Dr. Danielle Sammarone, recent K-12 ELMP graduate, was recently announced as the winner of the 2015 Edgar L. Morphet Dissertation Award for her dissertation entitled "The Influence of the Length of the School Day on the Percentage of Proficient and Advanced Proficient Scores on the New Jersey Assessment of Skills and Knowledge for Grades 6, 7, and 8."
Dr. Sammarone submitted the following abstract which was selected as the winner based on her efforts at improving the knowledge base of the education profession:
"The purpose for this correlational, cross-sectional, explanatory study was to determine the influence of the length of school day on student achievement for grades 6-8 in mathematics and English language arts as measured by results from the 2010-2011 New Jersey Assessment of Skills and Knowledge (NJ ASK). Additionally, I aimed to explain the amount of variance in student test results accounted for by length of school day when controlling for other factors that influence achievement, such as student socio-economic status and varying lengths of school days. Results suggest that lengthening the school day has little to no influence on student achievement across the state. There was a small positive influence for student living in wealthy districts, whereas students living in the poorest communities in New Jersey realized little to no benefit. The results of this study provide policy makers and administrators with information and data that can be utilized to (a) create effective policy regarding the length of the school day, (b) save on state and district resources, and (c) alter the structure of schools to increase student achievement."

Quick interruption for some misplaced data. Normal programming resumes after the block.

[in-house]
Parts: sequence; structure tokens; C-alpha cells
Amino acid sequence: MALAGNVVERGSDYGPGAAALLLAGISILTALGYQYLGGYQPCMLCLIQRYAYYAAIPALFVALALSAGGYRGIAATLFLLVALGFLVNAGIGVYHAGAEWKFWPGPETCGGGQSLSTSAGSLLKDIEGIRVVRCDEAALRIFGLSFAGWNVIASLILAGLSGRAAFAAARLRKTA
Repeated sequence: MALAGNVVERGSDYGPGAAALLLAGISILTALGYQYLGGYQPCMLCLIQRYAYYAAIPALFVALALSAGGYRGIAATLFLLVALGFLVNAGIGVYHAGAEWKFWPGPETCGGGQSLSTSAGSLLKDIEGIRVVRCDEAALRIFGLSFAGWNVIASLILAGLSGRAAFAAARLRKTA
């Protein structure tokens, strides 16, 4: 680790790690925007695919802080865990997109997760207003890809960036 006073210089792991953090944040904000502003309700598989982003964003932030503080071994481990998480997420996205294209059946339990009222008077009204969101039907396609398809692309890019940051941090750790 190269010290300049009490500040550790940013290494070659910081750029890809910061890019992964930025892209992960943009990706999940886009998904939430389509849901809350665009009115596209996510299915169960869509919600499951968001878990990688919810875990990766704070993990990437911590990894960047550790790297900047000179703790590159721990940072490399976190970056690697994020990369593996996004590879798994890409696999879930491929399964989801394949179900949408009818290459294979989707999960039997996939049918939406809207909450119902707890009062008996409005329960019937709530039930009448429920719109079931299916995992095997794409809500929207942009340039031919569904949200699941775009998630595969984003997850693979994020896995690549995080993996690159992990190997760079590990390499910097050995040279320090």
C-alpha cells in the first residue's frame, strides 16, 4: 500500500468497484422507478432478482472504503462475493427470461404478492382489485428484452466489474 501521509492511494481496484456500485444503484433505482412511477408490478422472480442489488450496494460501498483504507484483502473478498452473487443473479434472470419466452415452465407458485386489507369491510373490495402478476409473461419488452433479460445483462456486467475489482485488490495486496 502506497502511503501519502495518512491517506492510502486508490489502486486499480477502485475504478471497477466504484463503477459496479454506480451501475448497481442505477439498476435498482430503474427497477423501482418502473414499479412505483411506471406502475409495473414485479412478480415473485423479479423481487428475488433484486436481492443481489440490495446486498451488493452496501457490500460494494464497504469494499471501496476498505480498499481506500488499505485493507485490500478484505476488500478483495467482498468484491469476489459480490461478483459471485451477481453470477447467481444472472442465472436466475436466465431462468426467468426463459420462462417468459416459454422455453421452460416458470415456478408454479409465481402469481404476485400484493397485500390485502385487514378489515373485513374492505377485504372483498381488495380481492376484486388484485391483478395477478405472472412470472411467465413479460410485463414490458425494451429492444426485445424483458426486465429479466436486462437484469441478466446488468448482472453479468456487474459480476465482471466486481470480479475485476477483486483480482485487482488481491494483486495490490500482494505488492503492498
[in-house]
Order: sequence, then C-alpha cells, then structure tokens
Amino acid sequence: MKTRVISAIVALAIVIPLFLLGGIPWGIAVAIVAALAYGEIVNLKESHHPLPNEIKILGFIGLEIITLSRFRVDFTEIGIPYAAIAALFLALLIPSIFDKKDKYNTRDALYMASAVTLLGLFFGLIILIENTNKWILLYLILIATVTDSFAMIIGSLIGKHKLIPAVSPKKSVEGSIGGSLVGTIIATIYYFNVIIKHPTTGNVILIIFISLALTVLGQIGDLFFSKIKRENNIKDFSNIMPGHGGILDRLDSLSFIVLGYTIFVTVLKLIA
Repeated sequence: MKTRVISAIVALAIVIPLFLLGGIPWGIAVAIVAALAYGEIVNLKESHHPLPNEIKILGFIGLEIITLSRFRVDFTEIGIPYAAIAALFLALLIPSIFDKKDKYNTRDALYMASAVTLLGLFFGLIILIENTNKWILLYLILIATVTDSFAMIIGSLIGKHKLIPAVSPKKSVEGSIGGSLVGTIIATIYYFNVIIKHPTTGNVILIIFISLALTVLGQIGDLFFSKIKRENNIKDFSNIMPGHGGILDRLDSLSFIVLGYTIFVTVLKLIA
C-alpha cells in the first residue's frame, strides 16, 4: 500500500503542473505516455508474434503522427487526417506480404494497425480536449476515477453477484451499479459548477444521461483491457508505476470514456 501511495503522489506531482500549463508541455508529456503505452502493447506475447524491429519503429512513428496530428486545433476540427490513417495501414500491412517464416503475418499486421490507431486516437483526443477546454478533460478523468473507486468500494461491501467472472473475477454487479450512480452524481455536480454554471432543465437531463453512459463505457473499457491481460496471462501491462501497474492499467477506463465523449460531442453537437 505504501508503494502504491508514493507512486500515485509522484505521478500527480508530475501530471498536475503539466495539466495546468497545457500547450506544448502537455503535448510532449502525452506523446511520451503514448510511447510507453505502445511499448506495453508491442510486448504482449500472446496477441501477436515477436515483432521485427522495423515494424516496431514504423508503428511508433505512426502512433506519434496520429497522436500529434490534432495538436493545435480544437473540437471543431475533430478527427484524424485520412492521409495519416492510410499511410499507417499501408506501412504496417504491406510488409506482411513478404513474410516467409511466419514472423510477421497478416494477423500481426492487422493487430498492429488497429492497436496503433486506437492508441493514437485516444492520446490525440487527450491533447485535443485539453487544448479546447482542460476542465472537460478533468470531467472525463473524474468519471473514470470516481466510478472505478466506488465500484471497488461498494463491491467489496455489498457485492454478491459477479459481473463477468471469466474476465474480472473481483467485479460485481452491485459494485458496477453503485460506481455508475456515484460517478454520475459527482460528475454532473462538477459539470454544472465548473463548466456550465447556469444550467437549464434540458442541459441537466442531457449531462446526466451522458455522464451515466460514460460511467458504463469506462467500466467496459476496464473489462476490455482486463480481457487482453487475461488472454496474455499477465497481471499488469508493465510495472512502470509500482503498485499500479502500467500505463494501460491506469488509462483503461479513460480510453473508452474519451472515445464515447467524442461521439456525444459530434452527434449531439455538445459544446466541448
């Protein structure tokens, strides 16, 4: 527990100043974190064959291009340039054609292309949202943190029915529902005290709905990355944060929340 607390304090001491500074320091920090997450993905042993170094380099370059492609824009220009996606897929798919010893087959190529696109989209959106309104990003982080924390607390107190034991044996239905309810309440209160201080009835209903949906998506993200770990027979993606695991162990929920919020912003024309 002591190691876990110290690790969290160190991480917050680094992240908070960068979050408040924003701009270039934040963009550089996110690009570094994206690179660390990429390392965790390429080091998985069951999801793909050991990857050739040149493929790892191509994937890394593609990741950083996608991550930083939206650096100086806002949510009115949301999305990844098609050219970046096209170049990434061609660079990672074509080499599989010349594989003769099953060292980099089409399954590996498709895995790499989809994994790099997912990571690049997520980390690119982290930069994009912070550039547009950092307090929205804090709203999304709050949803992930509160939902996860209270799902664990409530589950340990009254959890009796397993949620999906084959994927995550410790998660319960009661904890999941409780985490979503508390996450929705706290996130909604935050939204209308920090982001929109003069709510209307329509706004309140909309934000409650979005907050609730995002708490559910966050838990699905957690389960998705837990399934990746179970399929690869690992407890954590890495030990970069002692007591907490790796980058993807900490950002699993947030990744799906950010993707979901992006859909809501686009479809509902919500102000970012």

Dr. Sammarone will be recognized at the National Council of Professors of Educational Administration Conference in Washington, D.C in August.